4. An interesting paper popped up in arXiv this week: Open Access does not increase citations for research articles from The Astrophysical Journal. The authors conclude:
    There are a number of excellent arguments in favor of changing the scientific publication system to an open access model. The open access citation advantage is not one of them.
    Why doesn't making a paper OA increase its citations? The authors admit in the introduction: a well funded field like astrophysics essentially everyone who is in a position to write research articles has full access to the literature.
    So, if everyone has paid access to everyone else's papers, there is no OA advantage. I don't think anyone would have thought otherwise. The problem is, most disciplines are not well-funded enough to provide everyone paid access to the literature, and hence the OA movement. So the conclusions reached by the authors seem trivial to me. Am I missing something?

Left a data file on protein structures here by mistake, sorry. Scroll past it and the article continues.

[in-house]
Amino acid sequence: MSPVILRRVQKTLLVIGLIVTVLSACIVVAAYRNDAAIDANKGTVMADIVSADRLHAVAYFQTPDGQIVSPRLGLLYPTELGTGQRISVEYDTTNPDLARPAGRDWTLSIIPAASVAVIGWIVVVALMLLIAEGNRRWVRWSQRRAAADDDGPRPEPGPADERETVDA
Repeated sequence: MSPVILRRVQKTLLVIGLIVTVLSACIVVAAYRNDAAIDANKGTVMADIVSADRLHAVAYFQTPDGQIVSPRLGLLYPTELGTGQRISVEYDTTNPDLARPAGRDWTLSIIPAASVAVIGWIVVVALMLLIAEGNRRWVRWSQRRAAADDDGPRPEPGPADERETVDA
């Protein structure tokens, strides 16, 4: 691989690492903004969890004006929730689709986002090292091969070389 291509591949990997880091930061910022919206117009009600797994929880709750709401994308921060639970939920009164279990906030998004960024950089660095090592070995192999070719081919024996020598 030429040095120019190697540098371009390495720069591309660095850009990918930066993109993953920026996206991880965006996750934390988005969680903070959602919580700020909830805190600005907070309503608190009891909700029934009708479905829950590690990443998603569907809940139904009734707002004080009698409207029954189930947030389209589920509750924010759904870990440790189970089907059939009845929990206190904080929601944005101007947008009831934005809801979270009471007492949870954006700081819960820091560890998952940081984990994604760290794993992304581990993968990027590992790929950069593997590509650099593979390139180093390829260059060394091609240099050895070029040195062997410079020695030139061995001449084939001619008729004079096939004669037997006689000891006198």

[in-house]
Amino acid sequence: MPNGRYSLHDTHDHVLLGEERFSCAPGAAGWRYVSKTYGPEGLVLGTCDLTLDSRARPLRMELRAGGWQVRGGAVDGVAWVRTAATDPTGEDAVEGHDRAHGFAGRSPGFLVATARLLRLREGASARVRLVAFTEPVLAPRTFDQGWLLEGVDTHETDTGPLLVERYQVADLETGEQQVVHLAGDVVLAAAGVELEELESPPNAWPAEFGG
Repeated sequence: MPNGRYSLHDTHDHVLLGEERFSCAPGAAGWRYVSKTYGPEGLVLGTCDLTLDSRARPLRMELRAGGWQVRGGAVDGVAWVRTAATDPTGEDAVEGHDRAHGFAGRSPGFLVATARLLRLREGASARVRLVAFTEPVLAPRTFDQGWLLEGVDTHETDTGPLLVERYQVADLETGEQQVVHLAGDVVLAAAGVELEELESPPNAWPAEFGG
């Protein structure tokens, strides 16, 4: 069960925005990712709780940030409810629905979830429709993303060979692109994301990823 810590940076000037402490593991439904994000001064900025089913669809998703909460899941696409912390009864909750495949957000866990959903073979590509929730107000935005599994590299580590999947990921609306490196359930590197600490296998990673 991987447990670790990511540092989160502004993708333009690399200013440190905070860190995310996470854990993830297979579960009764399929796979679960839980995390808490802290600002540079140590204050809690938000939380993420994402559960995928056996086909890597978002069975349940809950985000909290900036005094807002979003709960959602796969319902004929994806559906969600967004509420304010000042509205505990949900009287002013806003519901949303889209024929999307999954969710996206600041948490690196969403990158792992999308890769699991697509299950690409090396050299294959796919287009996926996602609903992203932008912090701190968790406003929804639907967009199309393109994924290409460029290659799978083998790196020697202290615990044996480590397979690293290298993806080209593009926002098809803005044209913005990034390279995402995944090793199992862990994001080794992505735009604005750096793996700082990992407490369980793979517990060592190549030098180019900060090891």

5. Is Apple the next Microsoft (monopolist)? Dan Frakes doesn't think so.

Wednesday, September 05, 2007

Searcy is so fly

S-E-A-R-C-Y... we so cool you can't deny.

We've got some very talented Harding students (with a little too much time on their hands. wink)

By the way, Harding's fall enrollment is officially 6,332 students of which approximately 5,000 are attending the Searcy campus. Since Searcy is a town of approximately 20,000, that means every 1 in 5 people you run into at Wal-Mart is probably a Harding student.

Saturday, September 01, 2007

Ethan is 5 months old

Our little man is growing up.

Yesterday he turned 5 months old. He's still a hit with the ladies:

but he's also learned some new tricks:

And now that football season is here, he's got his own fantasy football team, and we occasionally catch a few minutes of football when I'm not busy writing my dissertation:

Now if we can just get him to do a little more of this

at night, Becky and I may start catching up on all those lost hours of sleep.